The packaging for DiGiorno Microwave Thin Crispy Crust pizza does not include a crisping ring. For this product, the tray is die cut with circular holes as well as a pattern of slits to ensure proper cooking. Both the tray and the product are square. In contrast, the Rising Crust pie, tray and susceptor ring are circular.
Paperboard takes shape
Innovative package structures and paperboard molding technologies also are offering food processors new packaging options. Rock-Tenn (www.rocktenn.com), Norcross, Ga., has developed a technique for press-forming paperboard trays extruded with polyethylene terephthalate (PET) or another thermoplastic polymer.
Trade-named Formations, the press-formed trays are dual ovenable and can be created in the form of geometric shapes, brand figures/logos or holiday-identified shapes such as a bunny, star or heart. The trays can be printed with full-color graphics for branding punch, and the shapes differentiate brands at retail.
For some paperboard packages, traditional techniques such as die cutting, gluing and folding are being deployed in new ways to create shapes that are both striking and functional. The Labatt Blue Tailgate'r package, for example, provides beer drinkers with a way to chill and transport 28 cans of beer without using a cooler.
Labatt Brewing Co. (www.labatt.com), London, Ontario, worked with Atlanta-based MeadWestvaco Packaging Systems (www.meadwestvaco.com) to design the six-piece package, which is made of 18- and 27-point MeadWestvaco Coated Natural Kraft board. The Tailgate'r can be packed with ice; a bag liner catches the runoff.
A reinforced plastic handle makes the package easy to carry, and a tear-away section provides access to the product and a place to add ice. In addition, the package's divider inserts are perforated for transformation into coasters at the time of use. The six-sided, cylindrical Tailgate'r won the President's Award in the PPC's 2005 National Paperboard Packaging Competition.
Bandwagon for recycled board
On the materials side, the current crop of recycled paperboard is drawing food processors' interest because recycled products offer good machineability, printability and product protection at a lower price than virgin board.
"There is a trend toward recycled paperboard packaging, and it's primarily cost driven," says Tony Petrelli, vice president of marketing and business development with Caraustar Industries Inc. (www.caraustar.com) at the company's Digital Imaging Center in Cleveland. "The manufacturers of recycled paperboard have done a very effective job in recent years of developing effective, functional board grades and alternatives to virgin substrates for many applications — with a specific focus on the refrigerator and freezer environments."
He cautions that recycled board may not be acceptable for certain direct food contact applications, particularly in the frozen food category. However, if the package includes an internal structure such as a pouch, bag or enclosed inner container, recycled paperboard cartons can be used for frozen foods.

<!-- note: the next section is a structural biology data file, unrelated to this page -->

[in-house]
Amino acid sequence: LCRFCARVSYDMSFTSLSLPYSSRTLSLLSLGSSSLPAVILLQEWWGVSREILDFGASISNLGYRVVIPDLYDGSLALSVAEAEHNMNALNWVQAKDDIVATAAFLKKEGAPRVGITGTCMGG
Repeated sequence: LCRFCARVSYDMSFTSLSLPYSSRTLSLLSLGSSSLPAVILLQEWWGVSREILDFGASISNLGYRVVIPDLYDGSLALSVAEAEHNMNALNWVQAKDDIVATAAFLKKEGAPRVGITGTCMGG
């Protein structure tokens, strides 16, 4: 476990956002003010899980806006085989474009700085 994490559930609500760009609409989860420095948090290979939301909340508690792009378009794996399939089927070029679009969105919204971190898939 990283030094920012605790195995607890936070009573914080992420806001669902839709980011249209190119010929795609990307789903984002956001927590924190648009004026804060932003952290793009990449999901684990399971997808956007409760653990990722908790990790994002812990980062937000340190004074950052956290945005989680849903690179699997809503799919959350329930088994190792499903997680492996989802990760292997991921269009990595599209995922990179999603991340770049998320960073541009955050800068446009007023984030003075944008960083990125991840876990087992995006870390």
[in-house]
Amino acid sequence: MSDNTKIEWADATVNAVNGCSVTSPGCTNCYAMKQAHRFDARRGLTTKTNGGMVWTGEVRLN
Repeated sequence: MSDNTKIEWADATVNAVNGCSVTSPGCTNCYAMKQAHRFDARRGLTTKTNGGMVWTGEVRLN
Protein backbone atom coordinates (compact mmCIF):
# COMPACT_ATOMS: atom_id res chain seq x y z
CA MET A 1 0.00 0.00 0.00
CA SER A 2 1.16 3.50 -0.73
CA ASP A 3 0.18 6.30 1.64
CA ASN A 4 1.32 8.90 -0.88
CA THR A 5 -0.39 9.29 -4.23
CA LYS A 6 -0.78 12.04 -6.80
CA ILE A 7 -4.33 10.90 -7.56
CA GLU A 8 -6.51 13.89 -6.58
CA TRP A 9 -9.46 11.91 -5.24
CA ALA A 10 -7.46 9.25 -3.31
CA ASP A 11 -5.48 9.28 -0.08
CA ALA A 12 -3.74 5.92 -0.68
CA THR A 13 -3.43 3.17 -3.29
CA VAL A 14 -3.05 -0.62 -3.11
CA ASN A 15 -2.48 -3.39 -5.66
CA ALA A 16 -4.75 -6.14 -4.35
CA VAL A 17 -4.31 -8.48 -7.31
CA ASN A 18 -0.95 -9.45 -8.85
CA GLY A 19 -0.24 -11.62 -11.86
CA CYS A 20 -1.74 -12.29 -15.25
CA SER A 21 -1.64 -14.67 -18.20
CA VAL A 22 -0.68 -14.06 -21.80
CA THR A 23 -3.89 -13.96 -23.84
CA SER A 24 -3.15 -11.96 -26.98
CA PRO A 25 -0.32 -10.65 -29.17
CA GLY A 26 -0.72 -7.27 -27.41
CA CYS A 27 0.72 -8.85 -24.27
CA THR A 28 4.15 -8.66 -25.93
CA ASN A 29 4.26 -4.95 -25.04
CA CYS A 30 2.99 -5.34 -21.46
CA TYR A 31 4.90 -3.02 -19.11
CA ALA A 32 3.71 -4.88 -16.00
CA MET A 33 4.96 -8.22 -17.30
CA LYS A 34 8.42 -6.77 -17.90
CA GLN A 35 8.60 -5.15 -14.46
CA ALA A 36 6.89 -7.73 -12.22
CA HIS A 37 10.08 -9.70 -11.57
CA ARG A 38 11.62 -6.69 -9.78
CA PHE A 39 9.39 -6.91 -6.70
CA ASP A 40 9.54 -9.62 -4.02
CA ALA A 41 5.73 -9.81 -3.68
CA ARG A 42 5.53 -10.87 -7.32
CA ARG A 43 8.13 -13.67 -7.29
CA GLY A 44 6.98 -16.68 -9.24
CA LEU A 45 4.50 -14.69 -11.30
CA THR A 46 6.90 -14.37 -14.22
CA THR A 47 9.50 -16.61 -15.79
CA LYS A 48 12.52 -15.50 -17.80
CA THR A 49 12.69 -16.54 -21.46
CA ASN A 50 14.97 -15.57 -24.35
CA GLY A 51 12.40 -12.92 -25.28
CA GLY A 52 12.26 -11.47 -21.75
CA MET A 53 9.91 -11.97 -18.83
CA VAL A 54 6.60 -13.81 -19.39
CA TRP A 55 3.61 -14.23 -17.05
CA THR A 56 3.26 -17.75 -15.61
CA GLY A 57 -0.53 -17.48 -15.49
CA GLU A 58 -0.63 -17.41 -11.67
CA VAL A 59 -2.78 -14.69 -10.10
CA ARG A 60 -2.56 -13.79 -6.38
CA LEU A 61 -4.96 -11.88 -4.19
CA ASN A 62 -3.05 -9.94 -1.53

|Cole's Quality Foods' used a recycled top sheet to reduce packaging costs for its Texas Toast club store pack carton.
Cole's use of a recycled top sheet drove down packaging costs without sacrificing print quality. The top sheet is printed in five colors using sheet-fed offset and treated with an aqueous coating. Caraustar supplies the packaging, which won an Excellence Award in the PPC's 2005 National Paperboard Packaging Competition.
More shelf-stable products are moving into recycled paperboard packaging. For its promotional Shrek 2 cereal box, General Mills Inc. (www.generalmills.com), Minneapolis, used 24-point, 100 percent recycled clay-coated news board.
Intriguingly, the carton is printed with images of Shrek 2 characters that can be heat-transferred to a piece of clothing. This eliminated the need to attach a separate iron-on decal to the carton or to pack it with the product. The package, supplied by Zumbiel Packaging (www.zumbiel.com), Cincinnati, won a Gold Award in the PPC's 2005 National Paperboard Packaging Competition.
Blue Diamond Growers (www.bluediamond.com), Sacramento, Calif., earlier this year switched from virgin to recycled paperboard cartons for its Blue Diamond Natural Nut-Thins Nut & Rice Crackers. The product, which is sold in sold in natural foods stores and aisles, has a devoted, environmentally conscious customer base.
"Many of our loyal customers asked for recycled packaging," says Jennifer Pfanner, marketing manager. By switching to recycled packaging, Nut-Thins has become "a more environmentally friendly product," she adds.
Pfanner points out that natural foods consumers, more so than other customers, read the information on packages before buying. Therefore, the back panel of the Nut-Thins cartons sports the logo of the 100% Recycled Paperboard Alliance to communicate Blue Diamond's use of earth-friendly materials.